A true North Beach character, Jeannette Etheridge lawyered up with John Keker, one of the best in the country. Her powerful clientele mobilized support to save this North Beach institution.
“Look at the place,” Etheredge told the SF Chronicle’s C.W. Nevius. “It’s out of an Edward Hopper painting. It has always been a hangout for artists, painters and actors.”
“What’s interesting to me is why this girlie club guy is going to try to take away a San Francisco institution,” Keker said. “This stands for a lot of what’s wrong with North Beach in general.”
Both sides say they’re willing to talk. I hope they work out a settlement so that the North Beach icon is still around to celebrate its centennial.
When I walked down the hill early this morning I was surprised to see San Francisco police and a dozen workers all in their reflective vests standing in a straight line on the edge of Washington Square Park. Heavy construction equipment lined Columbus Avenue. Their work day was about to begin.
Despite strong opposition from North Beach neighbors and merchants, the dreaded Central Subway tunnel work is underway. I thought that recently filed lawsuits would postpone the project but that didn’t happen.
Columbus Avenue from Stockton to Filbert will be ripped open to relocate utilities in advance of boring the Central Subway tunnel. If the North Beach work is anything like the Central Subway downtown around Union Square, this will not be fun. Vehicular and pedestrian traffic will be a nightmare during the 4-month project especially during the week.
And the worst is yet to come. The last station on the subway line will be on the corner of Clay and Stockton in Chinatown, 5 blocks south of North Beach. But the machine will continue beyond the station, boring under Stockton Street to Columbus and down Columbus to the Park.
There are no plans to build a North Beach station so why tear up North Beach and disrupt our enjoyment of Washington Square Park? City officials decided the Park was the best spot to bring the huge boring machine back up to the surface. Geniuses!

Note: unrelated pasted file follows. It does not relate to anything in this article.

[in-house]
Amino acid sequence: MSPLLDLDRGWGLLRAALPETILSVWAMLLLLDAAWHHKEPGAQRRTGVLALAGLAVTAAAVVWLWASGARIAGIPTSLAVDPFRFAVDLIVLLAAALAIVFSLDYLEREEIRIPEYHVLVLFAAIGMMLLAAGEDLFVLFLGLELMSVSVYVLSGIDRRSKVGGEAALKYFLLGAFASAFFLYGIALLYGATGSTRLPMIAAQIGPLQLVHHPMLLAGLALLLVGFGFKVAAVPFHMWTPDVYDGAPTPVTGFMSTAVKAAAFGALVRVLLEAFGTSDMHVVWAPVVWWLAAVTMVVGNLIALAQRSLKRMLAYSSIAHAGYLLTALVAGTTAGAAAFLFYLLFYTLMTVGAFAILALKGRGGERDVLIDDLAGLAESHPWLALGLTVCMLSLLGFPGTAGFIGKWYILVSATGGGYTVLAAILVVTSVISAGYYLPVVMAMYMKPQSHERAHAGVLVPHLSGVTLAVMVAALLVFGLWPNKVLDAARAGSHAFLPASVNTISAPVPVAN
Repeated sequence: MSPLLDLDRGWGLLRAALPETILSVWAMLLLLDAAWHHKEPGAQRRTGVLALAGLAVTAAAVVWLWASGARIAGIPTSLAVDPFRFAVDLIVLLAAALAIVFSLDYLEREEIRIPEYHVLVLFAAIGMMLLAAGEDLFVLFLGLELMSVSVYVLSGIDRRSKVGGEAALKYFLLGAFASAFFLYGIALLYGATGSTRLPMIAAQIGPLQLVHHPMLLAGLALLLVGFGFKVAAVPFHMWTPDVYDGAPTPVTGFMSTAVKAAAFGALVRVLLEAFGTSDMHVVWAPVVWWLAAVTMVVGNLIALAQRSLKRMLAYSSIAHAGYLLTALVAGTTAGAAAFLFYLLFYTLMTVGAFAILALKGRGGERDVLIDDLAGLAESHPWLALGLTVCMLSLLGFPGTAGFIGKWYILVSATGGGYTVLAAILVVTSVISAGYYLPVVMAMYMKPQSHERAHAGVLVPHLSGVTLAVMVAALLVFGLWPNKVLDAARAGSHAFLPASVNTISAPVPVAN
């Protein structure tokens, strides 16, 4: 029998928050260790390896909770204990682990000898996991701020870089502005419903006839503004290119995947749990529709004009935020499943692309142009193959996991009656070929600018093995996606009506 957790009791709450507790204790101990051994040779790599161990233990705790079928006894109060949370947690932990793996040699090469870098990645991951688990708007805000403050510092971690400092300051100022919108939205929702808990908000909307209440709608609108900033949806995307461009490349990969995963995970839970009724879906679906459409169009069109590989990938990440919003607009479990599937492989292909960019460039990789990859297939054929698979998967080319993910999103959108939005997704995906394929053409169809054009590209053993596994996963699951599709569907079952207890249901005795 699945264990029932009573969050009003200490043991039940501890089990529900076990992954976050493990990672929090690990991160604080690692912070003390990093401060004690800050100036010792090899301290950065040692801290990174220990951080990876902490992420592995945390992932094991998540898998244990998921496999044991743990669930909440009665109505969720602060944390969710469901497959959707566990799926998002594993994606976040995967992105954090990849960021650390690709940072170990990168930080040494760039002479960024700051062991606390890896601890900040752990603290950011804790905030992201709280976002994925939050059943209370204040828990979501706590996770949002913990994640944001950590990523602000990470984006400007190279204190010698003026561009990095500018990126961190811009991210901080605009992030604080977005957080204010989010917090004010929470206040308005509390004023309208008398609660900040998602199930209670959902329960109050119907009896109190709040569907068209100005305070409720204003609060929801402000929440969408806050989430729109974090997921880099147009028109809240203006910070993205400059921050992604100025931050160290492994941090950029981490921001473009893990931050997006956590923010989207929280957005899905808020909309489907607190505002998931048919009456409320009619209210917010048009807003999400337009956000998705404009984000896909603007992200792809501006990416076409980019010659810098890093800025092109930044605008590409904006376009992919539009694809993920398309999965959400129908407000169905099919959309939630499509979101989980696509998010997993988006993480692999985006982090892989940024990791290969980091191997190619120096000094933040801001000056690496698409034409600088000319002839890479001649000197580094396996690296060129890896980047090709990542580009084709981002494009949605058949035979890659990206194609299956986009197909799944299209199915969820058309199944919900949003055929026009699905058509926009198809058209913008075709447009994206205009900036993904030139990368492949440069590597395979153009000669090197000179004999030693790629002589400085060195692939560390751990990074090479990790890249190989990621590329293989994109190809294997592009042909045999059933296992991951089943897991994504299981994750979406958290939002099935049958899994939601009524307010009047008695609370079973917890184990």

Get ready for years of dirty surface work and foundation rattling from deep beneath the ground. The Central Subway extension isn’t scheduled to open until 2019.
North Beach has enjoyed a renaissance over the last 2 years. Established businesses are flourishing. New restaurants, shops and galleries opened. Some days there are so many visitors that it’s hard to make your way up Columbus. Will it last?
My neighbors are not hopeful. Many think the Central Subway assault will be a slow death for many North Beach businesses. Oh no, not those dreaded “For Rent” signs in all those storefront windows again. The Village vitality we all enjoy may soon be but a short-lived memory.
Don’t miss the annual Festa Coloniale Italiana this Saturday, August 11, 2012 on Washington Square in front of the San Francisco Italian Athletic Club (SFIAC).
The Festa is the only Italian festival that celebrates San Francisco’s Italian and Italian-American heritage. It’s our version of Ferragosto, the Italian mid-summer holiday.
Catch Italian music on the stage. Watch an Italian dance performance. Award-winning pizzaiolo Tony Gemignani will enthrall us with his world-famous pizza tossing skill. Stop in the SFIAC’s main ballroom transformed for the day into an Italian piazza complete with a fountain.
Sample delicious Italian-American street foods including calamari, sausage and pepper and meatball sandwiches. Enjoy wine and beer on the street or at the wine-tasting in the SFIAC’s 3rd floor Parkview Room with a terrace overlooking the park.
I love the small Italian eggplant now in the market.
Here’s a quick recipe that explodes with flavor. Just cut the eggplants in half and bake them in the oven topped with crushed San Marzano tomatoes and grated pecorino. The eggplant are soft and sweet and the grated cheese forms a crispy top.
As the eggplant cools many don’t make it off the top of the stove. Pilferers grab one to make sure they turned out well. I always have to make extra so I have enough for an antipasti platter or as a side for meat that I’m serving that day. You can keep leftovers in the fridge for a couple of days.
I like the baby eggplant hot out of the oven but I like them better at room temperature.
This is one of the recipes in my Vegetable e-book. Do you have yours? Just click on the e-book on the homepage to get one.
UPDATE (2/15/14): This blog post was so popular, I decided to show you how to do it. Check out the video above!